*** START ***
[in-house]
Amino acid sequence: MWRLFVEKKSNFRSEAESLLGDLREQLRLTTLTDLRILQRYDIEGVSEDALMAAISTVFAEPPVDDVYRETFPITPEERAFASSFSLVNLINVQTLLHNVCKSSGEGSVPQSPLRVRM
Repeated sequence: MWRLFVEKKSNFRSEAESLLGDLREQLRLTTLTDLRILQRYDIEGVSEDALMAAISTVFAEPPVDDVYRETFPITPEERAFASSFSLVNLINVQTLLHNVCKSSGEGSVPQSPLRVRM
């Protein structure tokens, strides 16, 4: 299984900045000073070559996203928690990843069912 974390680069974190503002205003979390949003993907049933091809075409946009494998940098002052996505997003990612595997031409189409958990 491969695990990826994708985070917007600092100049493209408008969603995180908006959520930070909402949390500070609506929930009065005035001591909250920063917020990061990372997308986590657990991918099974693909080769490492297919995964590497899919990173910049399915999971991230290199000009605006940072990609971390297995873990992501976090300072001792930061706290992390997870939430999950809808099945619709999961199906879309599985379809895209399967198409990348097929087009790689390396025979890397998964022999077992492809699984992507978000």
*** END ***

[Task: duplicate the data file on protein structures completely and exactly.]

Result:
[in-house]
Amino acid sequence: MWRLFVEKKSNFRSEAESLLGDLREQLRLTTLTDLRILQRYDIEGVSEDALMAAISTVFAEPPVDDVYRETFPITPEERAFASSFSLVNLINVQTLLHNVCKSSGEGSVPQSPLRVRM
Repeated sequence: MWRLFVEKKSNFRSEAESLLGDLREQLRLTTLTDLRILQRYDIEGVSEDALMAAISTVFAEPPVDDVYRETFPITPEERAFASSFSLVNLINVQTLLHNVCKSSGEGSVPQSPLRVRM
């Protein structure tokens, strides 16, 4: 299984900045000073070559996203928690990843069912 974390680069974190503002205003979390949003993907049933091809075409946009494998940098002052996505997003990612595997031409189409958990 491969695990990826994708985070917007600092100049493209408008969603995180908006959520930070909402949390500070609506929930009065005035001591909250920063917020990061990372997308986590657990991918099974693909080769490492297919995964590497899919990173910049399915999971991230290199000009605006940072990609971390297995873990992501976090300072001792930061706290992390997870939430999950809808099945619709999961199906879309599985379809895209399967198409990348097929087009790689390396025979890397998964022999077992492809699984992507978000």